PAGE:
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© 2018 Magdalene St Louis.

Address: P.O. Box 1143

St. Louis, MO 63188

info@magdalenestl.org

Tel: 314-339-5216

Anika

"AS THE YEARS WENT BY, IT SEEMED LIKE A PIECE OF MY SOUL WAS TAKEN AWAY WITH EACH UNWANTED TOUCH. DRUGS AND THE STREET BECAME MY FRIENDS BECAUSE I COULDN'T COPE WITH THE TRAUMA OF MY CHILDHOOD"

 “I had everything I could have wanted,” she recalls. “But I still had a hole in my heart. Stuff was haunting me. I still couldn’t accept what had happened to me. And I didn’t want to accept that my mental health needed attention.”

 

Suffering from depression and other mental health issues, Anika relapsed in 2015 and spent a year on the streets. Thistle Farms staff brought her food and listened when she needed to talk.

 

“I was so confused. But I felt their unconditional love. I didn’t think I was worth it, but other people thought I was worth it,” she says.

When Anika was ready to try again, Thistle Farms staff helped her find placement at Bravely. Anika, a soon-to-be Bravely graduate, has been sober since December 2016. She replaced drugs and the street with two new friends: fashion and style.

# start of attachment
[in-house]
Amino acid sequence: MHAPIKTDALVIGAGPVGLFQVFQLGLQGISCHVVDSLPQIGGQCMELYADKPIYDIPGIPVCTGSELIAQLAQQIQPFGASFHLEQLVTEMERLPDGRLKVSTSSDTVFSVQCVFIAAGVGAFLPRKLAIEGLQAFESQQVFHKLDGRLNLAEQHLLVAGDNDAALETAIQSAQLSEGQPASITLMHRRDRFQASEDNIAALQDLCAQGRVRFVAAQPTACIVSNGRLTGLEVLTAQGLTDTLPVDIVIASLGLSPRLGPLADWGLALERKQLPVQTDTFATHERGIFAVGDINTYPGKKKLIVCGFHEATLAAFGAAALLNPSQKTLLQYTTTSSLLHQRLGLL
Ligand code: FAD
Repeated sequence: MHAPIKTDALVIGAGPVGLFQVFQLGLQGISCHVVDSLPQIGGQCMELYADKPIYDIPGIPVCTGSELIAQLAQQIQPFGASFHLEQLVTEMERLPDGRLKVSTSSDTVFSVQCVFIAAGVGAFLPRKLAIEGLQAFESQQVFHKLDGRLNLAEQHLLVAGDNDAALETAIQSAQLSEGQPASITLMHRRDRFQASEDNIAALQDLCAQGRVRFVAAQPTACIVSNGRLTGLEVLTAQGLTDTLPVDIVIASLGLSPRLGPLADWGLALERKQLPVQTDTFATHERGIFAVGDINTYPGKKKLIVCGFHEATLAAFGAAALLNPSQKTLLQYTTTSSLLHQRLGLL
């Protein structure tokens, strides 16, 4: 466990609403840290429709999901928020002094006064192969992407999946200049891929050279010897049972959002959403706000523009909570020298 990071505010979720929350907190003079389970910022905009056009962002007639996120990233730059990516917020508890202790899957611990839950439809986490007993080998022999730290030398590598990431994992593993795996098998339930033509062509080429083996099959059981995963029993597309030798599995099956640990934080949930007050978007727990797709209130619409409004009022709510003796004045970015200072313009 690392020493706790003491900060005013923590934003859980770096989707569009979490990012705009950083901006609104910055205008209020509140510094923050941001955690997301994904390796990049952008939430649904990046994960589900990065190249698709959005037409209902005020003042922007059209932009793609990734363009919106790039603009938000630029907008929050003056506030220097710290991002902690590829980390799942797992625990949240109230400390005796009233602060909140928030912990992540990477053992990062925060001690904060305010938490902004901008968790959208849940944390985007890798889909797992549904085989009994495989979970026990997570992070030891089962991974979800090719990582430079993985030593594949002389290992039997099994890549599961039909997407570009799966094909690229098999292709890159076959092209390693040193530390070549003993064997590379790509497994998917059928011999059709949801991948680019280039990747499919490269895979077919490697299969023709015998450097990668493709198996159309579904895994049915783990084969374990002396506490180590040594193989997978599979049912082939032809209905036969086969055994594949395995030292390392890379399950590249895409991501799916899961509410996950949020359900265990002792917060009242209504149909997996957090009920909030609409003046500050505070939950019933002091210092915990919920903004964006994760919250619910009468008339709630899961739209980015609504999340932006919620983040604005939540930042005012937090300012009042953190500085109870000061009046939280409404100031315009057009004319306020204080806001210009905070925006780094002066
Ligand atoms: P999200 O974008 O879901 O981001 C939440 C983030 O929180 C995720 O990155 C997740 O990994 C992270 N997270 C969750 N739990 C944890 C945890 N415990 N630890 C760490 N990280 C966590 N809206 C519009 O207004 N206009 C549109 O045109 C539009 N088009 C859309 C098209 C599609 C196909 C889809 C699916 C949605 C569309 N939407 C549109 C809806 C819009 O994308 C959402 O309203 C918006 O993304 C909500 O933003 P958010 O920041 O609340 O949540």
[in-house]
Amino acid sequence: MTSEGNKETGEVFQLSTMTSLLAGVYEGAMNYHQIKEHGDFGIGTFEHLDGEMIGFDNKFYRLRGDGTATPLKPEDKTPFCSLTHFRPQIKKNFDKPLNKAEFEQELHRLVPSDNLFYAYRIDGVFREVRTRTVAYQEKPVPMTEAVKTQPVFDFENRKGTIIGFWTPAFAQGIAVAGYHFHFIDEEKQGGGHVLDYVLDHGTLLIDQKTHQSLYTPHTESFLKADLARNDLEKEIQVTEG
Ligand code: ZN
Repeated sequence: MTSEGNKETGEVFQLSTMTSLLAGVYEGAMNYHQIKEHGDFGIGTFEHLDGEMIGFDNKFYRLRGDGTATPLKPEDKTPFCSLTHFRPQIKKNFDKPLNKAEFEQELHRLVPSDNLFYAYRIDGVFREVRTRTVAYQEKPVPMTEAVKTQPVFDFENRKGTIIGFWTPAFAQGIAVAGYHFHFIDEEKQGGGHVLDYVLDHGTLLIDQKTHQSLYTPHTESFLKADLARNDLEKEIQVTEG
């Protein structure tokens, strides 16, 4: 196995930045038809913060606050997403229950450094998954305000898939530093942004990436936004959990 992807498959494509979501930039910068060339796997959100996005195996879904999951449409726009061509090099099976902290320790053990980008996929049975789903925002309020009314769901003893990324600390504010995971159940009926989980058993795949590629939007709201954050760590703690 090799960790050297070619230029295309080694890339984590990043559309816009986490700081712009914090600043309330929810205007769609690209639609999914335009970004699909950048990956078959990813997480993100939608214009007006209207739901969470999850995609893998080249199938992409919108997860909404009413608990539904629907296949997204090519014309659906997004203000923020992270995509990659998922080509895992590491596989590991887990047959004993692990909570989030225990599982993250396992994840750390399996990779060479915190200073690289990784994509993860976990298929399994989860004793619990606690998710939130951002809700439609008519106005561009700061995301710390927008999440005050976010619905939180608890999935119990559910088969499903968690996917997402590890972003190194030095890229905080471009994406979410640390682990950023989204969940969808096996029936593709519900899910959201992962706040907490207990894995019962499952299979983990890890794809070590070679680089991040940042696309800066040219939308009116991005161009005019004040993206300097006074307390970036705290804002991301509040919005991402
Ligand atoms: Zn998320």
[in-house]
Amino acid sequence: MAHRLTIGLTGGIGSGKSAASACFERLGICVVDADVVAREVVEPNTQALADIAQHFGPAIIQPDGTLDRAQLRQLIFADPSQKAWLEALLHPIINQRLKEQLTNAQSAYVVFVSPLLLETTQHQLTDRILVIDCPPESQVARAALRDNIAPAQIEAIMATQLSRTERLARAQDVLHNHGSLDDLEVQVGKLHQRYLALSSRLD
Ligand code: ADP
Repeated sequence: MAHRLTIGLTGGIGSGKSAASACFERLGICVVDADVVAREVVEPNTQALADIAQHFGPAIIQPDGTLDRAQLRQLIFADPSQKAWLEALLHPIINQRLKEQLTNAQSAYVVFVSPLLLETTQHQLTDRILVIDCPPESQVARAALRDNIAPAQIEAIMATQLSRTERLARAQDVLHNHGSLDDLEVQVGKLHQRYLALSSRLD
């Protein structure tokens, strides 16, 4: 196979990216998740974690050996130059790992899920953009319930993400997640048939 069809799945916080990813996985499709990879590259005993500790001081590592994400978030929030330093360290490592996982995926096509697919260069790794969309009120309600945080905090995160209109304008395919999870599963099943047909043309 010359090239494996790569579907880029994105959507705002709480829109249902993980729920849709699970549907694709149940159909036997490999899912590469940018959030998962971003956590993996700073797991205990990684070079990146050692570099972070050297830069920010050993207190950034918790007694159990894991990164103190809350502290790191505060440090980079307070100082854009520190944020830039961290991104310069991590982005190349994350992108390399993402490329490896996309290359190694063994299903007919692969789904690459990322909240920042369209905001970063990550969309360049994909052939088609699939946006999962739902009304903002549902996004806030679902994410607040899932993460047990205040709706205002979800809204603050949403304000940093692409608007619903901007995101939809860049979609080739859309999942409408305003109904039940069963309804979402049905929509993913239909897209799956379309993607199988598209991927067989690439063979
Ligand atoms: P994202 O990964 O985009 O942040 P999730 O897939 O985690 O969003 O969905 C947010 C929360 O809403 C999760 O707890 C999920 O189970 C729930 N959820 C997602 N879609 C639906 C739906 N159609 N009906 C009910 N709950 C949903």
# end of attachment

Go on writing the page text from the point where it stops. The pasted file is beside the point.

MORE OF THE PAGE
She is working toward a cosmetology degree and works as manager of Wear Bravely, Bravely’s social enterprise, where she’s responsible for order fulfillment, creative oversight, reordering, special events, and employee scheduling.

Anika’s first memory of sexual abuse was in her hometown of Detroit when she was four years old. Though, it wasn’t until in middle school that she learned about sexual assault and understood what had happened to her.

 

“It was a relief,” Anika, 36, says of her realization. “I grew up feeling like something was wrong with me because it happened all the time.”

 

Her father’s early disappearance from her life and her mother’s drug addiction lead Anika to spend time in seven foster homes over just four years — and she was molested in each one. She was adopted at the age of 8 and, soon after, her family moved to Nashville. But when two male relatives moved into Anika’s new home, the pattern of sexual abuse continued.

 

Anika struck out on her own, living on the streets where she often traded sex for money, food, shelter — and eventually crack cocaine, which she says was a tool to melt away her sadness.

 

“As the years went by, it seemed like a piece of my soul was taken away with each unwanted touch. Drugs and the street became my friends because I couldn’t cope with the trauma of my childhood,” she explains.

 

Anika was stabbed in an East Nashville Alley while carrying drugs for a dealer in 2004. But, temporarily not being able to walk and the deep gashes along her left cheek didn’t end her addiction. She says, “I hustled from the ICU back to the streets.”

 

Later, while in jail after her 87th arrest, Anika sought help from a jail counselor. They led her to Thistle Farms in Nashville (the program Bravely is modeled after). After therapy, recovery meetings, and parenting and computer classes, she was clean for more than four years.